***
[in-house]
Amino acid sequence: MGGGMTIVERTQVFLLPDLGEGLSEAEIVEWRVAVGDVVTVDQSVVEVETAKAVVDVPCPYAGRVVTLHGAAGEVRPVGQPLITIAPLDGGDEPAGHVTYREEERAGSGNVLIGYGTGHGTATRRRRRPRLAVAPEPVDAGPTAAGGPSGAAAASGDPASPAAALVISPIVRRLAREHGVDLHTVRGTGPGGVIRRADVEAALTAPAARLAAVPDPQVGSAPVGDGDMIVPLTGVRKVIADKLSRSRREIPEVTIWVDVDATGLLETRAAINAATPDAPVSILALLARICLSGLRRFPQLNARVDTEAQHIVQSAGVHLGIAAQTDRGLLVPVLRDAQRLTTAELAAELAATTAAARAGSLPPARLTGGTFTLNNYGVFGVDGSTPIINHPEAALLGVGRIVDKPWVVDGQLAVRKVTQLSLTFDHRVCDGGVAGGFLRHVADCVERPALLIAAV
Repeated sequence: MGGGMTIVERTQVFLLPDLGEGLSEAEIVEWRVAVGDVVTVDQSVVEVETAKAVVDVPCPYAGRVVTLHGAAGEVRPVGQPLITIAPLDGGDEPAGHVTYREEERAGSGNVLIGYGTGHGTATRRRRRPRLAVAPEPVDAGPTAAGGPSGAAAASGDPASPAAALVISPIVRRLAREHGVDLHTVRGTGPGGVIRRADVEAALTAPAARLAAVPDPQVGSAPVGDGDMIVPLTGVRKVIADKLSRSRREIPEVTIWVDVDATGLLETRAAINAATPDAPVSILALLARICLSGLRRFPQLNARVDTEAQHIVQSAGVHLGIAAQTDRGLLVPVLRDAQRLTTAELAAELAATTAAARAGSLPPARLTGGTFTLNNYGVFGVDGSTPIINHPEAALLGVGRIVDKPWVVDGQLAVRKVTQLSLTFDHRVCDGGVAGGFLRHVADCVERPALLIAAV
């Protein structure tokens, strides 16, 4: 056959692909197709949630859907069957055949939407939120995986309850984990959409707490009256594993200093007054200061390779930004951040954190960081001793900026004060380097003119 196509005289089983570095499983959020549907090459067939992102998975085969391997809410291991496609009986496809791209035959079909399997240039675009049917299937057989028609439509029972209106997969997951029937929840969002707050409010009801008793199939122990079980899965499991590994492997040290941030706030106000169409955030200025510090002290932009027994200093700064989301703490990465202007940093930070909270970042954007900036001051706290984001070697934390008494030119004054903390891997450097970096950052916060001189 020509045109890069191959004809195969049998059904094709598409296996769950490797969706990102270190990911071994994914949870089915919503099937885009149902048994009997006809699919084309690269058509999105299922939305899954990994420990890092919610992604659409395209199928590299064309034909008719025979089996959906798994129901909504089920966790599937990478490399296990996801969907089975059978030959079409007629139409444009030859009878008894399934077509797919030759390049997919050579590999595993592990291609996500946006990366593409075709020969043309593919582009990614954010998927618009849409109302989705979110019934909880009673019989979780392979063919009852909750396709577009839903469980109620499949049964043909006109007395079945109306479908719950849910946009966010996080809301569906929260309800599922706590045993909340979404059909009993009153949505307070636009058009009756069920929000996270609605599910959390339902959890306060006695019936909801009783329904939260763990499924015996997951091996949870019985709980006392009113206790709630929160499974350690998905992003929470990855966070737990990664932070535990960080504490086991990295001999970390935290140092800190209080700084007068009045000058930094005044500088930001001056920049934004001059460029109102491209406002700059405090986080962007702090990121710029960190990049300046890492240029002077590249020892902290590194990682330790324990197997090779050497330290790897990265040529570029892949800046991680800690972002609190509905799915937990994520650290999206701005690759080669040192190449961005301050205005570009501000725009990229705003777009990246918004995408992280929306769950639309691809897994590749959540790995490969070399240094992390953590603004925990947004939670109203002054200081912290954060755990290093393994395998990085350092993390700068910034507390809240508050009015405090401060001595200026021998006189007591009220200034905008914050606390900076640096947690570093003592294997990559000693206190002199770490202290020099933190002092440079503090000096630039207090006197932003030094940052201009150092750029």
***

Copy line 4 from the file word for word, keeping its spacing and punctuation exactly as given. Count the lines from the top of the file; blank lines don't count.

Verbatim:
């Protein structure tokens, strides 16, 4: 056959692909197709949630859907069957055949939407939120995986309850984990959409707490009256594993200093007054200061390779930004951040954190960081001793900026004060380097003119 196509005289089983570095499983959020549907090459067939992102998975085969391997809410291991496609009986496809791209035959079909399997240039675009049917299937057989028609439509029972209106997969997951029937929840969002707050409010009801008793199939122990079980899965499991590994492997040290941030706030106000169409955030200025510090002290932009027994200093700064989301703490990465202007940093930070909270970042954007900036001051706290984001070697934390008494030119004054903390891997450097970096950052916060001189 020509045109890069191959004809195969049998059904094709598409296996769950490797969706990102270190990911071994994914949870089915919503099937885009149902048994009997006809699919084309690269058509999105299922939305899954990994420990890092919610992604659409395209199928590299064309034909008719025979089996959906798994129901909504089920966790599937990478490399296990996801969907089975059978030959079409007629139409444009030859009878008894399934077509797919030759390049997919050579590999595993592990291609996500946006990366593409075709020969043309593919582009990614954010998927618009849409109302989705979110019934909880009673019989979780392979063919009852909750396709577009839903469980109620499949049964043909006109007395079945109306479908719950849910946009966010996080809301569906929260309800599922706590045993909340979404059909009993009153949505307070636009058009009756069920929000996270609605599910959390339902959890306060006695019936909801009783329904939260763990499924015996997951091996949870019985709980006392009113206790709630929160499974350690998905992003929470990855966070737990990664932070535990960080504490086991990295001999970390935290140092800190209080700084007068009045000058930094005044500088930001001056920049934004001059460029109102491209406002700059405090986080962007702090990121710029960190990049300046890492240029002077590249020892902290590194990682330790324990197997090779050497330290790897990265040529570029892949800046991680800690972002609190509905799915937990994520650290999206701005690759080669040192190449961005301050205005570009501000725009990229705003777009990246918004995408992280929306769950639309691809897994590749959540790995490969070399240094992390953590603004925990947004939670109203002054200081912290954060755990290093393994395998990085350092993390700068910034507390809240508050009015405090401060001595200026021998006189007591009220200034905008914050606390900076640096947690570093003592294997990559000693206190002199770490202290020099933190002092440079503090000096630039207090006197932003030094940052201009150092750029």